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What are Games? This article puts forth several categories that could be utilized for analyzing game-systems and the dialectic between player and game.

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The theme of this article began with the thought, "What is one of the underlying characteristics that unifies such games as Tetris, Chess, Super Mario, and God of War?". Reflection upon these disparate games led to the following conclusions. My argument is therefore thus stated: When approaching any game, the player asks a prime question: "What is the goal?" in tandem with another "How can I obtain this goal" which leads him to discover the rules of play. Thus from the outset there is both a search for the rules or boundaries of allowable action and a search for a definable goal which will be achieved through action within the boundaries of the rules themselves. In Tetris the goal is identified as linking a solid row of blocks (or multiple rows) horizontally across the screen, while the rules are the ability to two-dimensionally rotate a set of variously shaped blocks. However, the interest and lack of frustration in Tetris arises from the fact that the goal is clearly defined (i.e. not ambiguous), the rules allow one to achieve the goal, and the tools available (i.e. the blocks) are shaped in such a manner that the achievement of this goal is possible. Player-Frustration, I assert, is the inability to achieve a goal in a game, not because of Player inability but because the toolset available and/or the rules themselves disallow or at least hinder the attainment of the in-game goal.
Moving to Chess, we see the same phenomenon. A clear goal is set, namely, to win and that the attainment of this goal is only possible through the slaying of the opponents king-piece. The realm of possible maneuvers is defined by the 8x8 playing field and move-attributes of each piece. Thus both Tetris and Chess have one defineable goal, for the first it is either the racking in of points to a level succeding that of previous records, and in the latter it is winning by virtue of killing the opponents king (or forcing him into a checkmate). Both of these games could be said to have a one-goal structure. However, when turning to Mario and God of War, we see games that have a hierarchical nature in goal structuring. Mario and GOW have levels, many levels are divided into "parts" and each part has a particular defineable goal usually termed puzzle which one must solve, if one wishes to obtain the overarching goal of the game, one must first overcome these intermittant stages. However, what rules or theories of game design can we obtain from this brief analysis? I would assert the following:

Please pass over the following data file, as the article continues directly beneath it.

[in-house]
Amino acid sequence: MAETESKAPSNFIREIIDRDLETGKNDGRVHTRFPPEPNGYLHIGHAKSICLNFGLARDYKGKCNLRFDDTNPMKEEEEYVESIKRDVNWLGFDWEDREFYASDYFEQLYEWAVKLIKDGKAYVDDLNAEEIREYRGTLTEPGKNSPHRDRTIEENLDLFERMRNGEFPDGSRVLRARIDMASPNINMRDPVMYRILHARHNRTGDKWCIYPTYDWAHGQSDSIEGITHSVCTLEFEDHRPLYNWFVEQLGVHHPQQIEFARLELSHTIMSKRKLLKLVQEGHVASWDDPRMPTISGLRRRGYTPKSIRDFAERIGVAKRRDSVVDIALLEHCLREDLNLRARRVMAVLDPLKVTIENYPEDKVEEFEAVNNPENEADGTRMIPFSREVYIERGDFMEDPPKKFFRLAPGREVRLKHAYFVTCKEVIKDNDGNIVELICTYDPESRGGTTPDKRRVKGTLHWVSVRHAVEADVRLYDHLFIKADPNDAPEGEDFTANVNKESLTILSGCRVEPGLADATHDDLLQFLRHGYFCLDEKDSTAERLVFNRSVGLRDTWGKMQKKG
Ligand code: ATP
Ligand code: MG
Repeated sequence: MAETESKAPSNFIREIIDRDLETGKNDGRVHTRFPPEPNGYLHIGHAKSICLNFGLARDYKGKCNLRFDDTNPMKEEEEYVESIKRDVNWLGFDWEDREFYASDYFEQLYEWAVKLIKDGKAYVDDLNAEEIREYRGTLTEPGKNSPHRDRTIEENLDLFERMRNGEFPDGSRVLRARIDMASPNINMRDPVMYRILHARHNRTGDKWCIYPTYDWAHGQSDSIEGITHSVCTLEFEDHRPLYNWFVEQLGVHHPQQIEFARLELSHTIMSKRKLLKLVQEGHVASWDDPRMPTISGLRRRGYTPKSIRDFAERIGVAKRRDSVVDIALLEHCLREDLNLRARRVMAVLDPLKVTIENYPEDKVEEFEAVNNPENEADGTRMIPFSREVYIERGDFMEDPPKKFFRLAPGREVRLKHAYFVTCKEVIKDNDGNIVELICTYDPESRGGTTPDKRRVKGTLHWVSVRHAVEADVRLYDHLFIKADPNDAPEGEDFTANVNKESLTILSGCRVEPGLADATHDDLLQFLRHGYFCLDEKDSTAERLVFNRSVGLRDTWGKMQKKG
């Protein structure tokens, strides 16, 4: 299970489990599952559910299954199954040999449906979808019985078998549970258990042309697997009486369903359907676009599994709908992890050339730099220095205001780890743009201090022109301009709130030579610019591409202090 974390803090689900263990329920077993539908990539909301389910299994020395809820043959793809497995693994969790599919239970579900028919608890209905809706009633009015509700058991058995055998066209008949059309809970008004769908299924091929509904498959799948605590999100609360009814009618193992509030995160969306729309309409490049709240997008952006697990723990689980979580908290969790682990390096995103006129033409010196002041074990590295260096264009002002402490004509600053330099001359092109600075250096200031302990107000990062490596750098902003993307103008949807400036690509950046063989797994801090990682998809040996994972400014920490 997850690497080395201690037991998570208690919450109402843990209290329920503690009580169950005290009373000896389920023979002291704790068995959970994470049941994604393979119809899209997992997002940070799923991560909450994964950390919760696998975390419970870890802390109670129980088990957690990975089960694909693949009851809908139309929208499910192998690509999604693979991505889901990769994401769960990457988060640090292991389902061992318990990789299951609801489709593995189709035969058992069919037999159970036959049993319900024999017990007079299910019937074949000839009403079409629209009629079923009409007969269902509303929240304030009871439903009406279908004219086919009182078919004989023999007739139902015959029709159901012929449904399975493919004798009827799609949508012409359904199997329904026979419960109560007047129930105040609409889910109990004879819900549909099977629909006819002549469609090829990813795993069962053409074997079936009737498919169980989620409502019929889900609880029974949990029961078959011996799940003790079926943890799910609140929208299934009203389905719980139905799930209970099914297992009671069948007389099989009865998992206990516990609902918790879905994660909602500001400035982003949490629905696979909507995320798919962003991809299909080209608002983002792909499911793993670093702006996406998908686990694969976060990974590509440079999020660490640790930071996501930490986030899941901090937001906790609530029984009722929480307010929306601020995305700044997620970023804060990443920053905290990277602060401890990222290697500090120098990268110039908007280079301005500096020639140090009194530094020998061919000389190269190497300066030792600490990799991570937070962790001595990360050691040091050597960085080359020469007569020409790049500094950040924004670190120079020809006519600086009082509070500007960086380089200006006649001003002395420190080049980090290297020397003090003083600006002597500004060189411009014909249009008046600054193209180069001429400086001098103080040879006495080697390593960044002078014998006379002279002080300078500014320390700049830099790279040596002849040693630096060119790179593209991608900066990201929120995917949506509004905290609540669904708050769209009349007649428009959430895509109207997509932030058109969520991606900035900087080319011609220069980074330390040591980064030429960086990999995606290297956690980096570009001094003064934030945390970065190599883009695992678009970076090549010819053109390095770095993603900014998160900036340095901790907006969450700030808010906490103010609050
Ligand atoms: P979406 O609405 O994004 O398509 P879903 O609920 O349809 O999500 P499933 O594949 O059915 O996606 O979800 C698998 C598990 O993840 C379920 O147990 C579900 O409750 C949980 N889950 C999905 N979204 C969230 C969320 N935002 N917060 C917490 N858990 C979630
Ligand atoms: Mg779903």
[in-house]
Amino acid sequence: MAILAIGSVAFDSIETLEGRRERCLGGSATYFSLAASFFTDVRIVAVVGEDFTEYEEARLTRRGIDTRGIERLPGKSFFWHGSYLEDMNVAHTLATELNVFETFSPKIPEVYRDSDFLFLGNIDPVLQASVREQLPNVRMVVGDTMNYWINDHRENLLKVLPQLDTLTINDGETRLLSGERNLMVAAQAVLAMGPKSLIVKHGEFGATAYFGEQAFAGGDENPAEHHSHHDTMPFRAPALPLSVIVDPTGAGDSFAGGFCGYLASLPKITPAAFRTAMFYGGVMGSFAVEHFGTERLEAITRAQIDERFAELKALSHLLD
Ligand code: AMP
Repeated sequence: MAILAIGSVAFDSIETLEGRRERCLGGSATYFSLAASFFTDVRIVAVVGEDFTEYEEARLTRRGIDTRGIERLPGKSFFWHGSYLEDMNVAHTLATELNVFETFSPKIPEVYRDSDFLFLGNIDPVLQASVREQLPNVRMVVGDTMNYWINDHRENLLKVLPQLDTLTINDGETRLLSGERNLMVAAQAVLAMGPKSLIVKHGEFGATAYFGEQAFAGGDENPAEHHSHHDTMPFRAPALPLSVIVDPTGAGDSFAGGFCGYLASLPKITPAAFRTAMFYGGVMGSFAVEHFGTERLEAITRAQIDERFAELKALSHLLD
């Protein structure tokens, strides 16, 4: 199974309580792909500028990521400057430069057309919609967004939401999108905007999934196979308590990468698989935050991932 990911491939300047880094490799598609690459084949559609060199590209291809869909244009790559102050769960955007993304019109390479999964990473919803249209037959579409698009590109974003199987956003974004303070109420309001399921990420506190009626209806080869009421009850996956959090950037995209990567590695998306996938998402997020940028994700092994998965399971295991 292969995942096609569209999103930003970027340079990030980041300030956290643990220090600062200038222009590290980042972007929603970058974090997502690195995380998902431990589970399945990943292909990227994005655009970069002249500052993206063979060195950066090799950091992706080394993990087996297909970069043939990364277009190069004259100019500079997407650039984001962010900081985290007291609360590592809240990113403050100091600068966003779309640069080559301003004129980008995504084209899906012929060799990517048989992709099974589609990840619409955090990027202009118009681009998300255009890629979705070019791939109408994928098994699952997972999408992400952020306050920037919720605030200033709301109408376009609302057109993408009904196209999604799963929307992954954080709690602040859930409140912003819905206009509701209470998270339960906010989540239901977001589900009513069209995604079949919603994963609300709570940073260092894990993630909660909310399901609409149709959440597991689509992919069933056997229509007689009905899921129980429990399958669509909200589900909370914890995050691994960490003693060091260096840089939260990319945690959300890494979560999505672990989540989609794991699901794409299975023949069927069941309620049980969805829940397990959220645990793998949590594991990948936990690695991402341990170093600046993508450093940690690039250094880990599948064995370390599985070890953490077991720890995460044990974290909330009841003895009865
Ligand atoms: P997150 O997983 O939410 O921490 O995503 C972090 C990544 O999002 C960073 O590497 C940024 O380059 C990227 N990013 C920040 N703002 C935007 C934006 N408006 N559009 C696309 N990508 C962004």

1) Goal(s) and Rules must be clearly defined.
2) The tools available to the player must be adequate for the attainment of the established Goal(s), such that any failure in acquiring the ultimate goal cannot be attributed to the game field itself but that the player must rationally feel that his failure was an inadequacy on his own part.
Critiques and Ideas pertaining to this topic are more than welcome, since the purpose of this group is to work towards a set of criteria and philosophy for understanding games so that we may be able to better construct game experiences for players.

Comments
Isundir
Isundir

Very interresting I do think that overcoming challenges is what makes a game a good game also having goals that are/seem hard/if not impossible are important when gaming, god now I am so happy I am top English student of my class haha for ppl who don't know I am Dutch not English hehe..

I would like to add though that overcomming challenges and having hard/impossible seeming goals is for the 'Hardcore gamer'.
A 'Softcore gamer (casual?)' might prefer having a good time for 30 minutes then to spend several hours overcomming a challenge ;)

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bloodstalker
bloodstalker

i agree.not everyone is willing to put a couple of hours on a single challenge but that is the commercial aspect of the game or better yet the group of people u want to play your game.

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